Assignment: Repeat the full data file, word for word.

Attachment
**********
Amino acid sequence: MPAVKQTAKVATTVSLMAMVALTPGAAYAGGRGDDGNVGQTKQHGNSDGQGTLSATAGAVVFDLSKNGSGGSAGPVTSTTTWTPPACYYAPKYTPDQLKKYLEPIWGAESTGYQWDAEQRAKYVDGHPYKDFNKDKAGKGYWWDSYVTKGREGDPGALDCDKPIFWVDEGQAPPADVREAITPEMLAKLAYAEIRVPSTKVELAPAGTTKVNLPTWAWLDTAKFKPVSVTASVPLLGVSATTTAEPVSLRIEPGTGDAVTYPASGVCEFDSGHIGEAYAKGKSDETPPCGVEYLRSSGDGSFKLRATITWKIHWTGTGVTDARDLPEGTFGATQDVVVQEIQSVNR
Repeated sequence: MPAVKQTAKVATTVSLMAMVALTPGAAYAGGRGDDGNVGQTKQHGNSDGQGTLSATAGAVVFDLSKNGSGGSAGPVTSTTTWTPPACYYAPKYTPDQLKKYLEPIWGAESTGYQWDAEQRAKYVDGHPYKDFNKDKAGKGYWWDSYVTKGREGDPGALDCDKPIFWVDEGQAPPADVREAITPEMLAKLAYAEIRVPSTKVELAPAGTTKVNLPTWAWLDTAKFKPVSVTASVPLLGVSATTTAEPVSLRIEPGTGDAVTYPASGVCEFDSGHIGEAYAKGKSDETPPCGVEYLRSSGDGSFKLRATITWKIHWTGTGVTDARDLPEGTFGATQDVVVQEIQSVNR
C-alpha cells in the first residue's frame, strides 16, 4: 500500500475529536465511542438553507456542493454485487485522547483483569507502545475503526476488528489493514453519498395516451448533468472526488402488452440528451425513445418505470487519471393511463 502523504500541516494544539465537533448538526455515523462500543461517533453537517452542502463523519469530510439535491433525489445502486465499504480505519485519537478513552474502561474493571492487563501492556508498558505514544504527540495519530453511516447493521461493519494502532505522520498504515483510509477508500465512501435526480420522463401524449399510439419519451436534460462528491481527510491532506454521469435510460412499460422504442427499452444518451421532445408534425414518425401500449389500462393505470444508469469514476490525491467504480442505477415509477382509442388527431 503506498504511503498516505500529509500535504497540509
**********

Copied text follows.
Amino acid sequence: MPAVKQTAKVATTVSLMAMVALTPGAAYAGGRGDDGNVGQTKQHGNSDGQGTLSATAGAVVFDLSKNGSGGSAGPVTSTTTWTPPACYYAPKYTPDQLKKYLEPIWGAESTGYQWDAEQRAKYVDGHPYKDFNKDKAGKGYWWDSYVTKGREGDPGALDCDKPIFWVDEGQAPPADVREAITPEMLAKLAYAEIRVPSTKVELAPAGTTKVNLPTWAWLDTAKFKPVSVTASVPLLGVSATTTAEPVSLRIEPGTGDAVTYPASGVCEFDSGHIGEAYAKGKSDETPPCGVEYLRSSGDGSFKLRATITWKIHWTGTGVTDARDLPEGTFGATQDVVVQEIQSVNR
Repeated sequence: MPAVKQTAKVATTVSLMAMVALTPGAAYAGGRGDDGNVGQTKQHGNSDGQGTLSATAGAVVFDLSKNGSGGSAGPVTSTTTWTPPACYYAPKYTPDQLKKYLEPIWGAESTGYQWDAEQRAKYVDGHPYKDFNKDKAGKGYWWDSYVTKGREGDPGALDCDKPIFWVDEGQAPPADVREAITPEMLAKLAYAEIRVPSTKVELAPAGTTKVNLPTWAWLDTAKFKPVSVTASVPLLGVSATTTAEPVSLRIEPGTGDAVTYPASGVCEFDSGHIGEAYAKGKSDETPPCGVEYLRSSGDGSFKLRATITWKIHWTGTGVTDARDLPEGTFGATQDVVVQEIQSVNR
C-alpha cells in the first residue's frame, strides 16, 4: 500500500475529536465511542438553507456542493454485487485522547483483569507502545475503526476488528489493514453519498395516451448533468472526488402488452440528451425513445418505470487519471393511463 502523504500541516494544539465537533448538526455515523462500543461517533453537517452542502463523519469530510439535491433525489445502486465499504480505519485519537478513552474502561474493571492487563501492556508498558505514544504527540495519530453511516447493521461493519494502532505522520498504515483510509477508500465512501435526480420522463401524449399510439419519451436534460462528491481527510491532506454521469435510460412499460422504442427499452444518451421532445408534425414518425401500449389500462393505470444508469469514476490525491467504480442505477415509477382509442388527431 503506498504511503498516505500529509500535504497540509